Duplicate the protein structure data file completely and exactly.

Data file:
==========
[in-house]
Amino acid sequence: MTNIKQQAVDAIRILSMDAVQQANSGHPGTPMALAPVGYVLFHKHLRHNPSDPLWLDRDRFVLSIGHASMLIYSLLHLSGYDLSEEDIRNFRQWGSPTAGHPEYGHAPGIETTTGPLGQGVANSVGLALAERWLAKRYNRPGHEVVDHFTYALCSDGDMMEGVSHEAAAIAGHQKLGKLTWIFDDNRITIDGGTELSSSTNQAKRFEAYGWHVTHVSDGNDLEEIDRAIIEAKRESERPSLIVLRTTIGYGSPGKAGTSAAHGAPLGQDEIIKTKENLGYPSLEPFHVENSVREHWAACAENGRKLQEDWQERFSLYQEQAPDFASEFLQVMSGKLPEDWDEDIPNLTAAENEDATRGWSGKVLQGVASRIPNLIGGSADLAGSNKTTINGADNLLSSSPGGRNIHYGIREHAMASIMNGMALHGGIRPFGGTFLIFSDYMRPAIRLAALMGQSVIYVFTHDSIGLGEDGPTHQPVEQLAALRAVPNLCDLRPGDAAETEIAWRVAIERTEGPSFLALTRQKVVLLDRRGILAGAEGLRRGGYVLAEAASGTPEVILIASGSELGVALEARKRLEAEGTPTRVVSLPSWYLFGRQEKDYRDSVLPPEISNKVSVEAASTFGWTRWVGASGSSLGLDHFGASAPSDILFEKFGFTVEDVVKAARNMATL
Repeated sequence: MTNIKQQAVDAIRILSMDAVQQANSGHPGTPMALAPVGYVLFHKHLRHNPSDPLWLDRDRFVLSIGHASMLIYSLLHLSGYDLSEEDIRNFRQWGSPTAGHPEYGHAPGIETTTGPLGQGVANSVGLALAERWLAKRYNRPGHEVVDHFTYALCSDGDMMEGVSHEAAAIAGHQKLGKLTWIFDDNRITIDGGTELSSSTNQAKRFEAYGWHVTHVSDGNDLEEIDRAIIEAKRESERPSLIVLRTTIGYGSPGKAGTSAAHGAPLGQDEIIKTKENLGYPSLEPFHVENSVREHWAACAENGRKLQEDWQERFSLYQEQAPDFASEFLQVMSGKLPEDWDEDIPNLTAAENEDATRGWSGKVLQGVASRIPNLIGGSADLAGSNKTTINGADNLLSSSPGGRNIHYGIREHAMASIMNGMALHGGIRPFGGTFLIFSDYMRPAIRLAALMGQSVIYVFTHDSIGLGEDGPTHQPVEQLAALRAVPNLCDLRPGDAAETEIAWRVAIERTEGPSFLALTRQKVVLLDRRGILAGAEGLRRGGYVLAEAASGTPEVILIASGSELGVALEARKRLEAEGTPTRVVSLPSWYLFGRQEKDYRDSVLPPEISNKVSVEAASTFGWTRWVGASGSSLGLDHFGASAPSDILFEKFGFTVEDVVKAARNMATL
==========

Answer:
[in-house]
Amino acid sequence: MTNIKQQAVDAIRILSMDAVQQANSGHPGTPMALAPVGYVLFHKHLRHNPSDPLWLDRDRFVLSIGHASMLIYSLLHLSGYDLSEEDIRNFRQWGSPTAGHPEYGHAPGIETTTGPLGQGVANSVGLALAERWLAKRYNRPGHEVVDHFTYALCSDGDMMEGVSHEAAAIAGHQKLGKLTWIFDDNRITIDGGTELSSSTNQAKRFEAYGWHVTHVSDGNDLEEIDRAIIEAKRESERPSLIVLRTTIGYGSPGKAGTSAAHGAPLGQDEIIKTKENLGYPSLEPFHVENSVREHWAACAENGRKLQEDWQERFSLYQEQAPDFASEFLQVMSGKLPEDWDEDIPNLTAAENEDATRGWSGKVLQGVASRIPNLIGGSADLAGSNKTTINGADNLLSSSPGGRNIHYGIREHAMASIMNGMALHGGIRPFGGTFLIFSDYMRPAIRLAALMGQSVIYVFTHDSIGLGEDGPTHQPVEQLAALRAVPNLCDLRPGDAAETEIAWRVAIERTEGPSFLALTRQKVVLLDRRGILAGAEGLRRGGYVLAEAASGTPEVILIASGSELGVALEARKRLEAEGTPTRVVSLPSWYLFGRQEKDYRDSVLPPEISNKVSVEAASTFGWTRWVGASGSSLGLDHFGASAPSDILFEKFGFTVEDVVKAARNMATL
Repeated sequence: MTNIKQQAVDAIRILSMDAVQQANSGHPGTPMALAPVGYVLFHKHLRHNPSDPLWLDRDRFVLSIGHASMLIYSLLHLSGYDLSEEDIRNFRQWGSPTAGHPEYGHAPGIETTTGPLGQGVANSVGLALAERWLAKRYNRPGHEVVDHFTYALCSDGDMMEGVSHEAAAIAGHQKLGKLTWIFDDNRITIDGGTELSSSTNQAKRFEAYGWHVTHVSDGNDLEEIDRAIIEAKRESERPSLIVLRTTIGYGSPGKAGTSAAHGAPLGQDEIIKTKENLGYPSLEPFHVENSVREHWAACAENGRKLQEDWQERFSLYQEQAPDFASEFLQVMSGKLPEDWDEDIPNLTAAENEDATRGWSGKVLQGVASRIPNLIGGSADLAGSNKTTINGADNLLSSSPGGRNIHYGIREHAMASIMNGMALHGGIRPFGGTFLIFSDYMRPAIRLAALMGQSVIYVFTHDSIGLGEDGPTHQPVEQLAALRAVPNLCDLRPGDAAETEIAWRVAIERTEGPSFLALTRQKVVLLDRRGILAGAEGLRRGGYVLAEAASGTPEVILIASGSELGVALEARKRLEAEGTPTRVVSLPSWYLFGRQEKDYRDSVLPPEISNKVSVEAASTFGWTRWVGASGSSLGLDHFGASAPSDILFEKFGFTVEDVVKAARNMATL